Time to look for universities or colleges near your target town. In New Orleans, opportunities are many. Go to websites for universities like Loyola or Tulane and check the staff list. Or Google local historical societies. Find someone who specializes in local history or culture and wants to talk about it. Email those folks about your project. The worst they can do is say no, and it won't be to your face. If possible, make an appointment to talk to your expert via Skype so you can get something of the flavor the area, which will be lost in a strictly written correspondence.

Note that the Louisiana Historical Society website not only includes information of its own, but also helpful links to the state museum and libraries. Remember that New Orleans is a passion for these folks--wouldn't they just love to talk to you about it?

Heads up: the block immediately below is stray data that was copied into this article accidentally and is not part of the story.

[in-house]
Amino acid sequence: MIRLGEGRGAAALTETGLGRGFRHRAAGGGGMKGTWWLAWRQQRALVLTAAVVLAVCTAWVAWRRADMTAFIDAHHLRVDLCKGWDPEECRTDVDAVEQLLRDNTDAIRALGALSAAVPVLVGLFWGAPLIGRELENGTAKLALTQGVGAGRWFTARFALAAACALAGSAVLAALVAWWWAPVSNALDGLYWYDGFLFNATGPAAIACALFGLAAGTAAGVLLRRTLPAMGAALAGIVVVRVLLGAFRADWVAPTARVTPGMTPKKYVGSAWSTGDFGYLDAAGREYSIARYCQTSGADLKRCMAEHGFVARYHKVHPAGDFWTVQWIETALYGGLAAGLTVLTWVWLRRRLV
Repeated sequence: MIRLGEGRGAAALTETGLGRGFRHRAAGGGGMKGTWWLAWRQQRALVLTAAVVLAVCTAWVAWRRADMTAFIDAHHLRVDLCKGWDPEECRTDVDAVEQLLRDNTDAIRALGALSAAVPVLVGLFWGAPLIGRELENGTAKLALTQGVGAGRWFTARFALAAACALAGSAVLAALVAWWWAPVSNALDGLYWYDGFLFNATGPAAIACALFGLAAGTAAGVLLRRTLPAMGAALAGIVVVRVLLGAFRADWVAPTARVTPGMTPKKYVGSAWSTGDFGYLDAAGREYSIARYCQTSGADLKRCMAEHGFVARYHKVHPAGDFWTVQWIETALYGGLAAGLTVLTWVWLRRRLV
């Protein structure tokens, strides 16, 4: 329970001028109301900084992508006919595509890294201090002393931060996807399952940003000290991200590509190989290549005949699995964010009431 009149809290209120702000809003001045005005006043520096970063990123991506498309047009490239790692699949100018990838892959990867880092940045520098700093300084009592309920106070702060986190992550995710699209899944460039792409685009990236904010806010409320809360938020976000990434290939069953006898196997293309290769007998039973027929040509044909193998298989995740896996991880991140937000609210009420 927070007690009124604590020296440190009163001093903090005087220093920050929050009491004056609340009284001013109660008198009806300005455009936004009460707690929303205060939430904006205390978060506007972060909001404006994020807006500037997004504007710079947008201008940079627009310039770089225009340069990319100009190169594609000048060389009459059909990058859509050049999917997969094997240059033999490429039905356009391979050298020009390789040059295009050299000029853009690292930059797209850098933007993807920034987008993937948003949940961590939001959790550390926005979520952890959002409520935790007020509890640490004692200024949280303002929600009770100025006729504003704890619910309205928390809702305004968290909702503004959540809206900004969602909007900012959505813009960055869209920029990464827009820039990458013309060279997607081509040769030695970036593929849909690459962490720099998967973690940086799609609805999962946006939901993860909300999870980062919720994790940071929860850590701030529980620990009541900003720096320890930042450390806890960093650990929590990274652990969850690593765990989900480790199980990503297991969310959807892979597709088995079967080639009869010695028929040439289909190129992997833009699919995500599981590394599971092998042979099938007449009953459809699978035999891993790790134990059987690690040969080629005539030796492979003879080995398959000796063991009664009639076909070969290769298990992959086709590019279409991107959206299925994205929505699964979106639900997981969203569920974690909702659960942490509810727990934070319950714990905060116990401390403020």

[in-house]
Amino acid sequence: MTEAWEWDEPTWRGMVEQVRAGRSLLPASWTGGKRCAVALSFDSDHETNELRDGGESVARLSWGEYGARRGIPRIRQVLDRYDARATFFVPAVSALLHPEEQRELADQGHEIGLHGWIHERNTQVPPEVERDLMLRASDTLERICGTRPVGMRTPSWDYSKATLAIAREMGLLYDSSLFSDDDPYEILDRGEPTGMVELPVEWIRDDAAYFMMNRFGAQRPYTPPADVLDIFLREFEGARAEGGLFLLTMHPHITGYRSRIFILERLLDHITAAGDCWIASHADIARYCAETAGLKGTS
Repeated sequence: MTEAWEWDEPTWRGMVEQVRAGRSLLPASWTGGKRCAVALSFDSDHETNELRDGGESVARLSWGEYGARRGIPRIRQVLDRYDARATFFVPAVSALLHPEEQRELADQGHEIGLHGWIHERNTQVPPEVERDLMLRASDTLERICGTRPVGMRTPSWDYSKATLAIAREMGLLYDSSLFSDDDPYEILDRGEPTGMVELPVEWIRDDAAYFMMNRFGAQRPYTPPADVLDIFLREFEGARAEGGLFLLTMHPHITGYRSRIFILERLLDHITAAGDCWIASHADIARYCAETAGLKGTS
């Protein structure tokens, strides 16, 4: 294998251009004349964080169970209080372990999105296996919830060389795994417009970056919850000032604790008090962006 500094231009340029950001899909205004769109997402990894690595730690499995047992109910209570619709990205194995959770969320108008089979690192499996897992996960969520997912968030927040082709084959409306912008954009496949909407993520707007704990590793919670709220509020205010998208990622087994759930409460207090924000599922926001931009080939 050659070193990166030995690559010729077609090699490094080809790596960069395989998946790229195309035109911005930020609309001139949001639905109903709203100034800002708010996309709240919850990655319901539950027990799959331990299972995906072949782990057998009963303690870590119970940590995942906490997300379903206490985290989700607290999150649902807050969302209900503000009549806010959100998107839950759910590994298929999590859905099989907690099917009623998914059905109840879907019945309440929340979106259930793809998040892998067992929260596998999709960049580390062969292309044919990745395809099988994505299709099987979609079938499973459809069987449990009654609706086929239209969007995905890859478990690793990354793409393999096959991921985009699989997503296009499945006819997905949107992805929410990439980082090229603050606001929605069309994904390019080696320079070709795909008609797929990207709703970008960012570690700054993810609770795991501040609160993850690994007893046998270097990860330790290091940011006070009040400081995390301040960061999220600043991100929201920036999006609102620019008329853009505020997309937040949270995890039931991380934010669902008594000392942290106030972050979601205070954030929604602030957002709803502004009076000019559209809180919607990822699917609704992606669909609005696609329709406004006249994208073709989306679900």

Be sure to ask your expert for other sources. And don't be afraid to approach librarians, either. They live for this kind of stuff. Trust me.

If at all possible, find someone who knows the area you're researching and ask them to read your manuscript for errors. If you've totally failed to capture the flavor of the place, you'll want to know. And naturally, you'll thank that reader in your acknowledgments. 

These are just some ideas to get you started. With a little diligence and creativity, you can write about anyplace (or time) in the world.

images courtesy of Wikimedia Commons:  
Dartmoor: image by Herbythyme and licensed under these Creative Commons licenses: 3.0 Unported, 2.5 Generic, 2.0 Generic, and  1.0 Generic.
New Orleans: image by and licensed under this Creative Commons License.